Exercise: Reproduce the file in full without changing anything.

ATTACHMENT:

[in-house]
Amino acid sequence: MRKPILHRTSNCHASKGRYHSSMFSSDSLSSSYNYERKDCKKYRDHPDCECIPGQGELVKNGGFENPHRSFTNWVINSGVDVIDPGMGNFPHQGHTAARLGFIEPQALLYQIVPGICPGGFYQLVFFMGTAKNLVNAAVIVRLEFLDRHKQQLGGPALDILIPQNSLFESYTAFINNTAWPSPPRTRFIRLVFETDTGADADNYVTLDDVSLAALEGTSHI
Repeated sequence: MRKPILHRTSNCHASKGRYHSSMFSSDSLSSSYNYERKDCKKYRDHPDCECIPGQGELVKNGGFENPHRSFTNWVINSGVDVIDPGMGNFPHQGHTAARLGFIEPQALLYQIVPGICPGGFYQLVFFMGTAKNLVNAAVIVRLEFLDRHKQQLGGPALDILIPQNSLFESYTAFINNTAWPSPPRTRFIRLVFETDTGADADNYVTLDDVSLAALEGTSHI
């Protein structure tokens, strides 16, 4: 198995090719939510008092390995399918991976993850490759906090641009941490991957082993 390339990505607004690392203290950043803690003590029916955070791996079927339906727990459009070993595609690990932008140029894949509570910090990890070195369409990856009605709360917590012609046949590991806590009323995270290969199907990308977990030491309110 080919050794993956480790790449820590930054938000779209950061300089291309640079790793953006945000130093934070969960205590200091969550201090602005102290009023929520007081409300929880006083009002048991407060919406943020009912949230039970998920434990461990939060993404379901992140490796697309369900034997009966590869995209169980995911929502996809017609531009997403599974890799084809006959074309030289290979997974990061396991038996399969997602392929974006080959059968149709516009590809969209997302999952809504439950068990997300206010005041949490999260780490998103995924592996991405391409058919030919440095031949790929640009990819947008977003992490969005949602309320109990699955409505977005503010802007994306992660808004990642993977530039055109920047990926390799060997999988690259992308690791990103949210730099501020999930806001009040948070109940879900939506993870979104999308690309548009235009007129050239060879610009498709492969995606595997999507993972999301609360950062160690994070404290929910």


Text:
[in-house]
Amino acid sequence: MRKPILHRTSNCHASKGRYHSSMFSSDSLSSSYNYERKDCKKYRDHPDCECIPGQGELVKNGGFENPHRSFTNWVINSGVDVIDPGMGNFPHQGHTAARLGFIEPQALLYQIVPGICPGGFYQLVFFMGTAKNLVNAAVIVRLEFLDRHKQQLGGPALDILIPQNSLFESYTAFINNTAWPSPPRTRFIRLVFETDTGADADNYVTLDDVSLAALEGTSHI
Repeated sequence: MRKPILHRTSNCHASKGRYHSSMFSSDSLSSSYNYERKDCKKYRDHPDCECIPGQGELVKNGGFENPHRSFTNWVINSGVDVIDPGMGNFPHQGHTAARLGFIEPQALLYQIVPGICPGGFYQLVFFMGTAKNLVNAAVIVRLEFLDRHKQQLGGPALDILIPQNSLFESYTAFINNTAWPSPPRTRFIRLVFETDTGADADNYVTLDDVSLAALEGTSHI
């Protein structure tokens, strides 16, 4: 198995090719939510008092390995399918991976993850490759906090641009941490991957082993 390339990505607004690392203290950043803690003590029916955070791996079927339906727990459009070993595609690990932008140029894949509570910090990890070195369409990856009605709360917590012609046949590991806590009323995270290969199907990308977990030491309110 080919050794993956480790790449820590930054938000779209950061300089291309640079790793953006945000130093934070969960205590200091969550201090602005102290009023929520007081409300929880006083009002048991407060919406943020009912949230039970998920434990461990939060993404379901992140490796697309369900034997009966590869995209169980995911929502996809017609531009997403599974890799084809006959074309030289290979997974990061396991038996399969997602392929974006080959059968149709516009590809969209997302999952809504439950068990997300206010005041949490999260780490998103995924592996991405391409058919030919440095031949790929640009990819947008977003992490969005949602309320109990699955409505977005503010802007994306992660808004990642993977530039055109920047990926390799060997999988690259992308690791990103949210730099501020999930806001009040948070109940879900939506993870979104999308690309548009235009007129050239060879610009498709492969995606595997999507993972999301609360950062160690994070404290929910």